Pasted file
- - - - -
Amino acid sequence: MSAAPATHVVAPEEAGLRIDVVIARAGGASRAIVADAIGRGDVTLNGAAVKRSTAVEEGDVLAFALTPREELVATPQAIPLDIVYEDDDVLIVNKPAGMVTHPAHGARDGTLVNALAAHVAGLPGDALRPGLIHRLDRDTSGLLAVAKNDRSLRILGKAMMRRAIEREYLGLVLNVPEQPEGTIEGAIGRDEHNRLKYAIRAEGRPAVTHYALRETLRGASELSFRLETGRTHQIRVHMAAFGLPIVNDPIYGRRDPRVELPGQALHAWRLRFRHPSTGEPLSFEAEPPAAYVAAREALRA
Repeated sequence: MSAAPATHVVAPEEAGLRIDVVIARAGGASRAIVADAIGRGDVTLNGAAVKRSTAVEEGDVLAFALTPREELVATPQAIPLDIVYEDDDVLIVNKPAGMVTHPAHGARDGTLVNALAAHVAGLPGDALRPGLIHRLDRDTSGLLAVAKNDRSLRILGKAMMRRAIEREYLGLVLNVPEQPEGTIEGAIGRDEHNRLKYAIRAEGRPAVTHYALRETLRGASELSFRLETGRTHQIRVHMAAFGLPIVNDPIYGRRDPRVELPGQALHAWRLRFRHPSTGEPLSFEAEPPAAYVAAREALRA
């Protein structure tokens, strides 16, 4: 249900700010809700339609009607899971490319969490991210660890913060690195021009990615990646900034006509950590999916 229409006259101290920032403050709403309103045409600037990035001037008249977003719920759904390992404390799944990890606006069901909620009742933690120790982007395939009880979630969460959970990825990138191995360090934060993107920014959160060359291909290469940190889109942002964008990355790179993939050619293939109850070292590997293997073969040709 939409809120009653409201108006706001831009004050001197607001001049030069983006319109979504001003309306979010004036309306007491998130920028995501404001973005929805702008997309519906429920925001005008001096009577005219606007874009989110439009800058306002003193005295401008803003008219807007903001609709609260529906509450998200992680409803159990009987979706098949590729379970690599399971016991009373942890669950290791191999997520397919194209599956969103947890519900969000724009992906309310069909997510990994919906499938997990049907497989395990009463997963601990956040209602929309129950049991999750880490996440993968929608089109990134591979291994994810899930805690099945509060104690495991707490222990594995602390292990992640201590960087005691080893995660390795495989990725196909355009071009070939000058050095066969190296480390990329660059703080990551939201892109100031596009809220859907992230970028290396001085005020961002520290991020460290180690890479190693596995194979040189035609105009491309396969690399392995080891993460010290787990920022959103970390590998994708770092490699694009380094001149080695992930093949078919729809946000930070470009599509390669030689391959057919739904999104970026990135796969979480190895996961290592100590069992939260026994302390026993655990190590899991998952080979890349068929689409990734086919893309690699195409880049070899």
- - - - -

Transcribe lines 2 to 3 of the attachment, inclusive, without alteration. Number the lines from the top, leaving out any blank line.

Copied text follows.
Repeated sequence: MSAAPATHVVAPEEAGLRIDVVIARAGGASRAIVADAIGRGDVTLNGAAVKRSTAVEEGDVLAFALTPREELVATPQAIPLDIVYEDDDVLIVNKPAGMVTHPAHGARDGTLVNALAAHVAGLPGDALRPGLIHRLDRDTSGLLAVAKNDRSLRILGKAMMRRAIEREYLGLVLNVPEQPEGTIEGAIGRDEHNRLKYAIRAEGRPAVTHYALRETLRGASELSFRLETGRTHQIRVHMAAFGLPIVNDPIYGRRDPRVELPGQALHAWRLRFRHPSTGEPLSFEAEPPAAYVAAREALRA
């Protein structure tokens, strides 16, 4: 249900700010809700339609009607899971490319969490991210660890913060690195021009990615990646900034006509950590999916 229409006259101290920032403050709403309103045409600037990035001037008249977003719920759904390992404390799944990890606006069901909620009742933690120790982007395939009880979630969460959970990825990138191995360090934060993107920014959160060359291909290469940190889109942002964008990355790179993939050619293939109850070292590997293997073969040709 939409809120009653409201108006706001831009004050001197607001001049030069983006319109979504001003309306979010004036309306007491998130920028995501404001973005929805702008997309519906429920925001005008001096009577005219606007874009989110439009800058306002003193005295401008803003008219807007903001609709609260529906509450998200992680409803159990009987979706098949590729379970690599399971016991009373942890669950290791191999997520397919194209599956969103947890519900969000724009992906309310069909997510990994919906499938997990049907497989395990009463997963601990956040209602929309129950049991999750880490996440993968929608089109990134591979291994994810899930805690099945509060104690495991707490222990594995602390292990992640201590960087005691080893995660390795495989990725196909355009071009070939000058050095066969190296480390990329660059703080990551939201892109100031596009809220859907992230970028290396001085005020961002520290991020460290180690890479190693596995194979040189035609105009491309396969690399392995080891993460010290787990920022959103970390590998994708770092490699694009380094001149080695992930093949078919729809946000930070470009599509390669030689391959057919739904999104970026990135796969979480190895996961290592100590069992939260026994302390026993655990190590899991998952080979890349068929689409990734086919893309690699195409880049070899």